July 05, 2016

Emergency Department Patient Experiences with Care (EDPEC): What You Need to Know

Tracking of how patients feel about care provided by emergency departments isn’t here yet, but it’s coming. Providers and facilities should already be familiar with the Hospital Quality Initiative, the annual national, standardized, public reported survey of patients’ perspectives on hospital care. The Centers for Medicare and Medicaid Services (CMS) are working on similar surveys — known as Emergency Department Patient Experiences with Care (EDPEC) — to specifically monitor a number of parameters regarding the quality of emergency care delivery. Here’s the latest from CMS on the development process, and what hospitals and providers can expect.

A little history

In 2012, CMS launched the development of the EDPEC surveys to measure the experiences of patients 18 and older with emergency department care. The survey respondents will include patients admitted to the hospital following their emergency department visit and those visiting the emergency department who are discharged to the community. The surveys were developed according to the Consumer Assessment of Healthcare Providers and Systems (CAHPS) principles.

CMS stresses that it understands that the emergency department (ED) is a unique environment within the health care system, bridging the worlds of outpatient and inpatient care. In particular, the emergency department is a pivotal arena for the provision of acute care services, handling 28% percent of all acute care visits in the U.S., half of all such visits by Medicaid and State Children’s Health Insurance Program (SCHIP) beneficiaries, and nearly two-thirds of such visits among the uninsured. In addition, the emergency department is the portal of entry for nearly half of all hospital admissions. And that’s why CMS is placing its focus on communication structures over the course of the process of developing the EDPEC surveys.

Where we are now

CMS has distributed three test versions of the survey — two versions for patients administered to the hospital, and one for patients discharged to the community — as part of a pilot to determine feasibility and effectiveness. Patients who received care at fully hospital-based EDs are eligible for the surveys, which ask patients about their experiences with arriving at the ED, during ED care, and after being admitting to the hospital or discharged from the ED. Critically, CMS says, “The surveys will provide patient experience data that enables comparison of EDs across the nation and promotes effective communication and coordination.”

Examples of questions include:

  • During this hospital stay, how often did doctors listen carefully to you?
  • During this hospital stay, how often did doctors explain things in a way you could understand?
  • Before giving you any new medicine, how often did hospital staff tell you what the medicine was for?
  • Before giving you any new medicine, how often did hospital staff describe possible side effects in a way you could understand?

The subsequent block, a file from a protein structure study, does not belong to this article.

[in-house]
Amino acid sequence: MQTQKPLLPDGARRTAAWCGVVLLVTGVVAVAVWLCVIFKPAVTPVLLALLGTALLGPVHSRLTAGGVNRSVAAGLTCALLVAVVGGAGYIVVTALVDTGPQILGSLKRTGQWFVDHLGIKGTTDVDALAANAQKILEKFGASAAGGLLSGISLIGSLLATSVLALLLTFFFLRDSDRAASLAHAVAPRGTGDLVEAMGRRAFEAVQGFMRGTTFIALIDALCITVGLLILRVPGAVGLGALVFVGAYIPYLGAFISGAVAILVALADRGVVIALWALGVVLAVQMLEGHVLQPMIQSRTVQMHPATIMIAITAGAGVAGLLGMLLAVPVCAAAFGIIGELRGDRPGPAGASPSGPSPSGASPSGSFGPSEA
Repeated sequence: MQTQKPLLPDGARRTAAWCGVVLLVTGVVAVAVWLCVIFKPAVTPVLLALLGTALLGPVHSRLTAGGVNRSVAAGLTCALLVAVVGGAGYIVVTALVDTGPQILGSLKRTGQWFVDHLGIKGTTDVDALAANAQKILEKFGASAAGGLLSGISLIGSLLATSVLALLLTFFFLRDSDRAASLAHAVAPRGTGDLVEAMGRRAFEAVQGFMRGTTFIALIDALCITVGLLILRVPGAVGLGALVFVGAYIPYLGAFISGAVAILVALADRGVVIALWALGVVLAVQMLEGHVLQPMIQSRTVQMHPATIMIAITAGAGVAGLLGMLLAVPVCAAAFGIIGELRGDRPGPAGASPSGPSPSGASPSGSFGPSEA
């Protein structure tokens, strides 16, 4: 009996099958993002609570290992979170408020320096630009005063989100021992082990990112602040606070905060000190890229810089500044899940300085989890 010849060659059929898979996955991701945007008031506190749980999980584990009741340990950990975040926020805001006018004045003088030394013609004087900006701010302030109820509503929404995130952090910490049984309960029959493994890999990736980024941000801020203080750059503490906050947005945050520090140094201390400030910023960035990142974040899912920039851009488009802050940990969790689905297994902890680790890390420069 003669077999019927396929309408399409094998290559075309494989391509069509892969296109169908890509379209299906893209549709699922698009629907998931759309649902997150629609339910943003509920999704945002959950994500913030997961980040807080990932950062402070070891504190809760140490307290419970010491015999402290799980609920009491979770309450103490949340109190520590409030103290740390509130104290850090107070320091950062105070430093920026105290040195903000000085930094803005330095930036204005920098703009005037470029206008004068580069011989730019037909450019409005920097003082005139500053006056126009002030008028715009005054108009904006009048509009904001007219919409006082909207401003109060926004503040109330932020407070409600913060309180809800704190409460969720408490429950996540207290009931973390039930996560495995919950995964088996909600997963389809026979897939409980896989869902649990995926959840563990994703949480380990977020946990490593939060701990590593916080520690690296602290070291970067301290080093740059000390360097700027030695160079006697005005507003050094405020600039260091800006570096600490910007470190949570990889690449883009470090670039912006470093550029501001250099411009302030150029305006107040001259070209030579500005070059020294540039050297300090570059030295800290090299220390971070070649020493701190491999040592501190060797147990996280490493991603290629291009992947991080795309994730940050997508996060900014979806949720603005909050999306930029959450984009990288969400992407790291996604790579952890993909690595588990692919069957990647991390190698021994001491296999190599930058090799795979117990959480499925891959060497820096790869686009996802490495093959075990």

• During this hospital stay, did doctors, nurses or other hospital staff talk with you about whether you would have the help you needed when you left the hospital?
  • During this hospital stay, did you get information in writing about what symptoms or health problems to look out for after you left the hospital?
  • Once you found out you would have to stay in the hospital, were you kept informed about how long it would be before you went to another part of the hospital?
  • During this emergency room visit, did the doctors or nurses ask about all of the medicines you were taking?
  • During this emergency room visit, did doctors and nurses give you as much information as you wanted about the results of blood tests, x-rays or any other tests?

What to expect

Although the EDPEC Survey currently is under development and, therefore, no decisions regarding national implementation have yet been made, the implication is clear: CMS is continuing the push to codify improved communication among providers, and between providers and patients. Before the administration protocol comes to pass, it’s worth taking a look at how your institution supports these communication channels.

Using certified medical scribes frees physicians and other clinicians to fully examine and discuss symptoms, test results and more with patients, resulting in full engagement. For patients to feel truly cared for, it’s important that physicians “maintain eye contact, hold conversations and make personal connections with patients,” which can be difficult at best when a physician is alternating between patient and computer. These actions aren’t just good for the patient — quality face time with patients lets doctors make accurate diagnoses and order more appropriate tests, ensuring they’re providing the right level of care. As a result, physician job satisfaction is enhanced, while patients feel confident their best interests are driving the conversation.

In addition, scribes can act as links between patient and physician or physician and billing personnel to coordinate medical care with medical documentation in real-time. They help physicians communicate more efficiently among providers and departments (e.g. laboratory and radiology, other specialists), helping to coordinate planning and maintain the flow of tasks. Additionally, the work scribes contribute is a crucial link between acute and non-acute settings, as thorough documentation can help EDs quickly develop the written information discharged patients will need to take home with them.